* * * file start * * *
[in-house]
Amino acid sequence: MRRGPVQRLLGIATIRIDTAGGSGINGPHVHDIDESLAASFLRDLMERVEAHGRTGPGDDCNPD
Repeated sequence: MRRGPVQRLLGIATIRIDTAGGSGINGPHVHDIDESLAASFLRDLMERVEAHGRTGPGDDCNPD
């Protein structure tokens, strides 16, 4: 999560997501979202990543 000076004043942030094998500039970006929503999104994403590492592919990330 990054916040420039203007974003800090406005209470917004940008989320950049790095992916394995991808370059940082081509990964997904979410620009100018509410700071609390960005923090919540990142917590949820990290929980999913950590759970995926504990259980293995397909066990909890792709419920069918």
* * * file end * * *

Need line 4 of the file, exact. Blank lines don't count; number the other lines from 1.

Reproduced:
């Protein structure tokens, strides 16, 4: 999560997501979202990543 000076004043942030094998500039970006929503999104994403590492592919990330 990054916040420039203007974003800090406005209470917004940008989320950049790095992916394995991808370059940082081509990964997904979410620009100018509410700071609390960005923090919540990142917590949820990290929980999913950590759970995926504990259980293995397909066990909890792709419920069918």